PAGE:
Katrina was even more unusual. All ten teams were morgue uses dripping or running water on the sound track.
mobilized to the Gulf Coast. Katrina provided enough real water to make artificial
“That’s unprecedented,” said Patricia Kaufmann, moisture unnecessary. At St. Gabriel, heavy gauge plastic
MD, commander of DMORT Region III (Pennsylvania, was spread over the warehouse floor to insulate the facil-
Maryland, Washington DC, Delaware, Virginia, and ity against the damp. Then, air-conditioned tents were
West Virginia). erected for each station. The dental exam area, for exam-
Still, the nationwide DMORT response to the Gulf ple, was set up in an area about 14 ft. by 45 ft. housing
Coast was scarcely enough. Remains were still being three post-mortem bays so dental teams of three or four
recovered seven weeks after the storm. Brian Chrz, dentists each could work simultaneously.
DDS, DABFO, a Perry, OK, forensic odontologist said There was much to do. Katrina killed over 1,250
six weeks after the storm DMORTs were using dental people, nearly 850 of whom were taken to St. Gabriel.
resources wherever they could find them. Fourteen more bodies were found the week of October
“We used military and public health dentists if they 14, forty eight days after the storm.
were available,” he said. “We preferred teams of four so one person can take a
break for an hour or two without interrupting the identifi-
License to Heal cation process,” said Chrz, who previously worked the
During emergency response, DMORTs work under the World Trade Center and the 1995 Murrah Federal
direction of local authorities, providing technical assistance Building bombing in Oklahoma City. Chrz also spent time
in recovering, identifying, and processing the deceased. in Thailand following the 2004 Indonesian tsunami.
DMORTs are truly traveling morgues - composed of medical Forensic professionals work 12-hour 7-7 shifts, ideally
examiners, coroners, pathologists, forensic anthropologists, rotating in and out of the disaster site every two weeks.
funeral directors, medical records technicians and tran- Inside, morgue operations are controlled by a regiment-
scribers, fingerprint specialists, forensic odontologists, den- ed protocol, capable of processing up to 140 bodies a day.
tal assistants, X-ray technicians, mental health specialists, The remains, which have been stored in body bags
as well as computer professionals, administrative support in refrigerated trucks, are first cleaned and decontami-
staff, and security and investigative officers. nated with a chlorine solution, assigned a number, fold-
DMORT members are required to maintain appro- er, and escort, before being moved to forensic stations.
priate certification and licenses within their discipline, but A forensic pathologist then examines, photographs,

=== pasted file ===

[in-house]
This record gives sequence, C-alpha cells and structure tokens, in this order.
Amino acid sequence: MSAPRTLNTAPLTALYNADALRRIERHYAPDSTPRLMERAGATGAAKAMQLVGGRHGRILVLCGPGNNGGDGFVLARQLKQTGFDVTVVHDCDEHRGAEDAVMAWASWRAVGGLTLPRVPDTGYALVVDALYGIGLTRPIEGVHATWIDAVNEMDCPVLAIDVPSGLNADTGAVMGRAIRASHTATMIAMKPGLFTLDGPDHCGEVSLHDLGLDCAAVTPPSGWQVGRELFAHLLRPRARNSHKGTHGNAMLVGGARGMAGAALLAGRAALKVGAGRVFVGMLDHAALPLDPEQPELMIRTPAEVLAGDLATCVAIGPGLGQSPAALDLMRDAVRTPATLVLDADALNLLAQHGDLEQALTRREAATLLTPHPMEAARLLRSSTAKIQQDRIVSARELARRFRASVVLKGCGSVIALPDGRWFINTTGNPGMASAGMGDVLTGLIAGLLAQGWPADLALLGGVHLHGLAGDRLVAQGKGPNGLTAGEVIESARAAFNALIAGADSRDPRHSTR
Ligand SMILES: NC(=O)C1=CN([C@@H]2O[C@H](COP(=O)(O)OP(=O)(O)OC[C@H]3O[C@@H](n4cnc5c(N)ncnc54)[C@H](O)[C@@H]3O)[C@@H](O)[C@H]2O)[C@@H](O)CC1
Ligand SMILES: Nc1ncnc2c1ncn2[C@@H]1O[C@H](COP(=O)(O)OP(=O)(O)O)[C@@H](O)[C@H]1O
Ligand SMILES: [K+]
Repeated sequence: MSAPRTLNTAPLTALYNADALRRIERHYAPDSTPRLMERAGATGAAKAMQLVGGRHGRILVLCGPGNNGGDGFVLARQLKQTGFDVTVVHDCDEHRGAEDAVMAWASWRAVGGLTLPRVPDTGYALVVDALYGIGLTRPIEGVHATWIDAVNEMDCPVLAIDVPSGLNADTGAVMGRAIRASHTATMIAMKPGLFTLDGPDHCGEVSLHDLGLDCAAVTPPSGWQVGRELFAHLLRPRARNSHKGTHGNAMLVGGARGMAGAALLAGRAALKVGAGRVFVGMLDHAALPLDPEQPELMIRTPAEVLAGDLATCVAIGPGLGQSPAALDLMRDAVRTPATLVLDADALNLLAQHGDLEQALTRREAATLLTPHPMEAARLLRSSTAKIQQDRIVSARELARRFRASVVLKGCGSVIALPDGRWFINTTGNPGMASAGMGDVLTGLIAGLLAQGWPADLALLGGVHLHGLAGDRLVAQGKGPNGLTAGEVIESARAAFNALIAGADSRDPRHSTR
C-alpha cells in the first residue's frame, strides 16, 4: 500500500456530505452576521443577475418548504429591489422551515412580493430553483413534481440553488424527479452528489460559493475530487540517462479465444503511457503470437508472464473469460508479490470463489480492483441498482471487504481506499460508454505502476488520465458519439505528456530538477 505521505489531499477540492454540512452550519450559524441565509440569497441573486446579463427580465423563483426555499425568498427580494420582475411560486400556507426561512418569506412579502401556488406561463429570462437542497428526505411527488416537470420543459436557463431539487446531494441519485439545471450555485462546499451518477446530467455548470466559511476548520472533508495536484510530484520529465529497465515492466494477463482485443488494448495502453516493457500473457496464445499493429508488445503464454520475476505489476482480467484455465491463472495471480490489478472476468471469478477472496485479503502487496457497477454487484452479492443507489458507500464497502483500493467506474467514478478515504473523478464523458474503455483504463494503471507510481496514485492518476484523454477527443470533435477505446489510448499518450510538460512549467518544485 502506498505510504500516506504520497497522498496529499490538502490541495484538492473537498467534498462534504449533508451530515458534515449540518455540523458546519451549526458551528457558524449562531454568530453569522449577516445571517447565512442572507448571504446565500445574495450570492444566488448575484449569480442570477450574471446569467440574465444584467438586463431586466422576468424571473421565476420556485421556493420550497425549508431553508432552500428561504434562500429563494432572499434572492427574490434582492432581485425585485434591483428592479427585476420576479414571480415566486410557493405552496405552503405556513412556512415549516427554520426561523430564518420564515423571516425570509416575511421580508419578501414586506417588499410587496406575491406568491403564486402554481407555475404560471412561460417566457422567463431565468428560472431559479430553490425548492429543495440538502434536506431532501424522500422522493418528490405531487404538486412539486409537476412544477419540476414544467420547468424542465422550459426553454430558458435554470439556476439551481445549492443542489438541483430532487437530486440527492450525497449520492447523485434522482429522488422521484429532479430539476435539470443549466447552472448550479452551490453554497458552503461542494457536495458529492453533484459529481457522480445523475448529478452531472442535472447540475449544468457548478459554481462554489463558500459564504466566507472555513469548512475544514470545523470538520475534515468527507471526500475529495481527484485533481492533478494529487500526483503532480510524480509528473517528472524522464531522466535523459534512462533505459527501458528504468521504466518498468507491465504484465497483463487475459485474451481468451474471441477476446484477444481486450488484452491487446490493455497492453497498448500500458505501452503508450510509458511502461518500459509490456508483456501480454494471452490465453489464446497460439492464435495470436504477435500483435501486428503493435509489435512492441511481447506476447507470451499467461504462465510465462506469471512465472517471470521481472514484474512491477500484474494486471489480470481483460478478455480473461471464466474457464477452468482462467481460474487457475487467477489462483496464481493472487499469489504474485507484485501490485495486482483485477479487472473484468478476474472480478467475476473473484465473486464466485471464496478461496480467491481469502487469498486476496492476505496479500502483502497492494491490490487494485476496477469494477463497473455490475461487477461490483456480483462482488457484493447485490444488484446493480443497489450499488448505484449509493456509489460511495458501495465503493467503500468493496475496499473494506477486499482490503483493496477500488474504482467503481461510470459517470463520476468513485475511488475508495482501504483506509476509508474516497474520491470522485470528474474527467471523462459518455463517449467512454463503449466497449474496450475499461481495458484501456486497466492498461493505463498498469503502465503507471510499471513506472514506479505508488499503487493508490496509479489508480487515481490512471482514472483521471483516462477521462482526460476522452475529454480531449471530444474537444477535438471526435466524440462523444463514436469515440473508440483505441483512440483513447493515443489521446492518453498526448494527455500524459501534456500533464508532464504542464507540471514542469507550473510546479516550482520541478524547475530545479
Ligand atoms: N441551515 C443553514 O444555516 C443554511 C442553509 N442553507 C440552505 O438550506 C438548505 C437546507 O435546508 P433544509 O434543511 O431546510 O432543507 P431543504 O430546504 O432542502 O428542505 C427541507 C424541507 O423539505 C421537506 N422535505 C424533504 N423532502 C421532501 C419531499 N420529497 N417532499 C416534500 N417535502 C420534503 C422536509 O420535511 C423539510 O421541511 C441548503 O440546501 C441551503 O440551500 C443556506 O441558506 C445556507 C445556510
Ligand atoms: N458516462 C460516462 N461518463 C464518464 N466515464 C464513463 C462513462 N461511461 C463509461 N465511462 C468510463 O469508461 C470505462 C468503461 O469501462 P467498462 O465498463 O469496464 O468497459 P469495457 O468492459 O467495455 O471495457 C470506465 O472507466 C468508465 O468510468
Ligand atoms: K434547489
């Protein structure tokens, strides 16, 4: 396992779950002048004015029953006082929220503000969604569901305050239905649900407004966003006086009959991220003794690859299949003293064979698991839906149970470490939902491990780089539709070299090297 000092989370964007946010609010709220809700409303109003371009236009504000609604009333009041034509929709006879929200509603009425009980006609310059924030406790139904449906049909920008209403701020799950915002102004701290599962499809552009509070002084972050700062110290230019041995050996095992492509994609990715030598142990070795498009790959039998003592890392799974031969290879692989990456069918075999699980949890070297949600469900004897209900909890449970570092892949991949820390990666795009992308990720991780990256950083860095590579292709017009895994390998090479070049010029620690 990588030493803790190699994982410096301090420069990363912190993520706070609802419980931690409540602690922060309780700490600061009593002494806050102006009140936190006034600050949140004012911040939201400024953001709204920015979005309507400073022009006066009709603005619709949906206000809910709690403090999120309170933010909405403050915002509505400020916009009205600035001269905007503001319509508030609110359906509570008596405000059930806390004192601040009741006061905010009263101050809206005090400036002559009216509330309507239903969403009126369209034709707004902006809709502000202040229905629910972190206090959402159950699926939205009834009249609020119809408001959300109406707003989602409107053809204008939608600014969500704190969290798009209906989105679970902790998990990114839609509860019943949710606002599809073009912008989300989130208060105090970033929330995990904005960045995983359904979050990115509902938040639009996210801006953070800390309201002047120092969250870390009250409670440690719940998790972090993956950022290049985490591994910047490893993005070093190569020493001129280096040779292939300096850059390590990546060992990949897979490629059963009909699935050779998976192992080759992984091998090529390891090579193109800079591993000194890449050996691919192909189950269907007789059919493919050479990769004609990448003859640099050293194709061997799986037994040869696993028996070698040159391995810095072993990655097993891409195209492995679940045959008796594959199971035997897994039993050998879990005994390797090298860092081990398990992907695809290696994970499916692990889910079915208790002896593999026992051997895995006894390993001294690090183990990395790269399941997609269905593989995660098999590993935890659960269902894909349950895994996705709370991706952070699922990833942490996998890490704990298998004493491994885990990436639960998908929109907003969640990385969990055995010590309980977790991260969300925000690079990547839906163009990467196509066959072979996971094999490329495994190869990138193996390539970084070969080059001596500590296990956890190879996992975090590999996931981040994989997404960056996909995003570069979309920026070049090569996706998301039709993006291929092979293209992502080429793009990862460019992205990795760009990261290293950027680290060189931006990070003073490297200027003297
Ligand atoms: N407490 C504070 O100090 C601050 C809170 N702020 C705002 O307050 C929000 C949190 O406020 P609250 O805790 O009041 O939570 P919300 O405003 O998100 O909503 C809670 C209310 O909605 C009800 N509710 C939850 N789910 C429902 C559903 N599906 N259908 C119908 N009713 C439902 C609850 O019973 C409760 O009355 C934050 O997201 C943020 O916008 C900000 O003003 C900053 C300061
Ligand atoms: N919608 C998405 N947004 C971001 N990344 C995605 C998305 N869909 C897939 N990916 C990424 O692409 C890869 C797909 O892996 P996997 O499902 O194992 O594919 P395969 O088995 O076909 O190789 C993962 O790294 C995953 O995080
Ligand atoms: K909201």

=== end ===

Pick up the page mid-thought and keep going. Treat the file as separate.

when teams are activated customary regional licensing and X-rays the body at the first station. Personal items such
issues are suspended and all professional licenses and cer- as jewelry are inventoried. Fingerprints are taken when the
tification are legally valid in all 50 states. Team members condition of the body permits. When prints are not on file,
are compensated for duty time by the federal government FBI agents or local law enforcement may obtain latent
as temporary federal employees. Most take leave of prints from personal belongings in victims’ homes. Body
absence from their regular jobs. Like National Guard per- identification in the aftermath of Katrina was made partic-
sonnel, DMORT members are given job security. ularly difficult by the poor condition of corpses some left
At the same time DMORTs were activated for for days if not weeks in contaminated flood waters. Visual
Katrina, two DPMUs were also ordered south, to provide identification was generally impossible.
temporary mortuary services. FEMA’s Response Division Pathologists also look for other potential identifiers
maintains two of these forensic caches, staged at the two like tattoos, scars, orthopedic devices, and surgical
FEMA Logistics Centers; one in Rockville, MD, the other implants. Pacemakers and orthopedic devices are partic-
in San Jose, CA. Both were deployed for Katrina; one to ularly useful; newer units have serial numbers that can
Gulfport, MS, the other to St. Gabriel. be tracked through manufacturer’s records.
Depending on the incident, DPMUs can be dis- Autopsies are sometimes necessary.
patched by rail, truck, or air. Each unit contains over “We examine the bodies inside and out looking for
10,000 individual items, ranging from exam tables, for- any clues that will help us determine who this person is,”
ceps, scalpels, and hemostats to high tech digital dental X- said Kaufmann, one of several forensic pathologists on